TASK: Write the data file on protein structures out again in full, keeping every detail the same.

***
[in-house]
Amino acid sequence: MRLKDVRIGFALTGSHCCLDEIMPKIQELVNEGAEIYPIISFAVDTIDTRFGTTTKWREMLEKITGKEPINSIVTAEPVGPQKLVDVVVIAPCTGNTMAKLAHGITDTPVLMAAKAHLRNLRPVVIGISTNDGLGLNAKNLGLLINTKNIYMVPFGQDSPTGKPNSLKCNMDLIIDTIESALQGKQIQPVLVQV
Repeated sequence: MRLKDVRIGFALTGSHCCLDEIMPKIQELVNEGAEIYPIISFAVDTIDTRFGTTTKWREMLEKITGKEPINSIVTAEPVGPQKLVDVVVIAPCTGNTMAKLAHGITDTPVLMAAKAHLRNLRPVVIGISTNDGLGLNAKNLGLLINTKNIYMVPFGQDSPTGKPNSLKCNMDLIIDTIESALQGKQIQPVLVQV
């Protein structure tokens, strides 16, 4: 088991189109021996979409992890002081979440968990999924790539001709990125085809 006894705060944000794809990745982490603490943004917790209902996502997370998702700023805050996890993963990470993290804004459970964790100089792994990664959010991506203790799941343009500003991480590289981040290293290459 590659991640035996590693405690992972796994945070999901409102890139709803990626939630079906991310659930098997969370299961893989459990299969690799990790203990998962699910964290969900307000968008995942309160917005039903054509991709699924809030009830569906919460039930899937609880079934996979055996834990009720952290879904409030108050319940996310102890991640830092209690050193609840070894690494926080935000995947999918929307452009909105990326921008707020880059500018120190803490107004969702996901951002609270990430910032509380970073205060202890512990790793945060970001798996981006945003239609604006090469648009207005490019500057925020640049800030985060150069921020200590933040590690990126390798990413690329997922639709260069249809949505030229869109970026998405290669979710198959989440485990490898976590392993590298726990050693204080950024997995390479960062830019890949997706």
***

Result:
[in-house]
Amino acid sequence: MRLKDVRIGFALTGSHCCLDEIMPKIQELVNEGAEIYPIISFAVDTIDTRFGTTTKWREMLEKITGKEPINSIVTAEPVGPQKLVDVVVIAPCTGNTMAKLAHGITDTPVLMAAKAHLRNLRPVVIGISTNDGLGLNAKNLGLLINTKNIYMVPFGQDSPTGKPNSLKCNMDLIIDTIESALQGKQIQPVLVQV
Repeated sequence: MRLKDVRIGFALTGSHCCLDEIMPKIQELVNEGAEIYPIISFAVDTIDTRFGTTTKWREMLEKITGKEPINSIVTAEPVGPQKLVDVVVIAPCTGNTMAKLAHGITDTPVLMAAKAHLRNLRPVVIGISTNDGLGLNAKNLGLLINTKNIYMVPFGQDSPTGKPNSLKCNMDLIIDTIESALQGKQIQPVLVQV
């Protein structure tokens, strides 16, 4: 088991189109021996979409992890002081979440968990999924790539001709990125085809 006894705060944000794809990745982490603490943004917790209902996502997370998702700023805050996890993963990470993290804004459970964790100089792994990664959010991506203790799941343009500003991480590289981040290293290459 590659991640035996590693405690992972796994945070999901409102890139709803990626939630079906991310659930098997969370299961893989459990299969690799990790203990998962699910964290969900307000968008995942309160917005039903054509991709699924809030009830569906919460039930899937609880079934996979055996834990009720952290879904409030108050319940996310102890991640830092209690050193609840070894690494926080935000995947999918929307452009909105990326921008707020880059500018120190803490107004969702996901951002609270990430910032509380970073205060202890512990790793945060970001798996981006945003239609604006090469648009207005490019500057925020640049800030985060150069921020200590933040590690990126390798990413690329997922639709260069249809949505030229869109970026998405290669979710198959989440485990490898976590392993590298726990050693204080950024997995390479960062830019890949997706």